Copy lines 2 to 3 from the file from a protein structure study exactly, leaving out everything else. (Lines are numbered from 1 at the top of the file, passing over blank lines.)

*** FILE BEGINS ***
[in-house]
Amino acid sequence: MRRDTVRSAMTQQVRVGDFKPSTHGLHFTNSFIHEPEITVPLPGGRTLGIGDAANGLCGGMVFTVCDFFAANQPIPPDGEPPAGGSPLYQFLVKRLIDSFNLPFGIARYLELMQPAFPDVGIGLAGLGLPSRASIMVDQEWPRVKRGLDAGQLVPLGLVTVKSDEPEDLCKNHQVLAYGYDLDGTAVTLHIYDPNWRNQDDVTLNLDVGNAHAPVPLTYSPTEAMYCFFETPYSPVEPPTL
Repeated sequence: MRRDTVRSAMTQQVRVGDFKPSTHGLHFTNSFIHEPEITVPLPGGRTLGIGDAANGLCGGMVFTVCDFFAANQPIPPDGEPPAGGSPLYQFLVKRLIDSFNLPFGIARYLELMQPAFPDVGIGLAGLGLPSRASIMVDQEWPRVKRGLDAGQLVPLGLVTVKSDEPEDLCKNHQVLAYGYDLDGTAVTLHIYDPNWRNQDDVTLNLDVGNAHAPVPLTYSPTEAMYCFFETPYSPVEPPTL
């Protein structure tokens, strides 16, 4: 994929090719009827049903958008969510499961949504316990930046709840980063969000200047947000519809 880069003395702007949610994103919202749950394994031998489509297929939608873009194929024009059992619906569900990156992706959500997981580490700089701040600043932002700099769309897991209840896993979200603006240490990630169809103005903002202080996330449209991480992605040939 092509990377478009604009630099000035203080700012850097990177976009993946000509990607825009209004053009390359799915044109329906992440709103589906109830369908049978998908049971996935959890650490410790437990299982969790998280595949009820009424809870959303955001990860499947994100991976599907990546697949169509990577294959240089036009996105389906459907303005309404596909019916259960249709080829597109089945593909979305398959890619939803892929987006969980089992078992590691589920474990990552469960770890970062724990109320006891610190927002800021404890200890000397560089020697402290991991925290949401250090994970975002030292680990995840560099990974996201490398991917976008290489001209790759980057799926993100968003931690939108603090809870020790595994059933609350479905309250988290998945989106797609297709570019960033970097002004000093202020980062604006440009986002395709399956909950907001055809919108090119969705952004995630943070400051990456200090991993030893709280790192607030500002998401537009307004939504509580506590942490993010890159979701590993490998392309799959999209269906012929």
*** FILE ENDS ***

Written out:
Amino acid sequence: MRRDTVRSAMTQQVRVGDFKPSTHGLHFTNSFIHEPEITVPLPGGRTLGIGDAANGLCGGMVFTVCDFFAANQPIPPDGEPPAGGSPLYQFLVKRLIDSFNLPFGIARYLELMQPAFPDVGIGLAGLGLPSRASIMVDQEWPRVKRGLDAGQLVPLGLVTVKSDEPEDLCKNHQVLAYGYDLDGTAVTLHIYDPNWRNQDDVTLNLDVGNAHAPVPLTYSPTEAMYCFFETPYSPVEPPTL
Repeated sequence: MRRDTVRSAMTQQVRVGDFKPSTHGLHFTNSFIHEPEITVPLPGGRTLGIGDAANGLCGGMVFTVCDFFAANQPIPPDGEPPAGGSPLYQFLVKRLIDSFNLPFGIARYLELMQPAFPDVGIGLAGLGLPSRASIMVDQEWPRVKRGLDAGQLVPLGLVTVKSDEPEDLCKNHQVLAYGYDLDGTAVTLHIYDPNWRNQDDVTLNLDVGNAHAPVPLTYSPTEAMYCFFETPYSPVEPPTL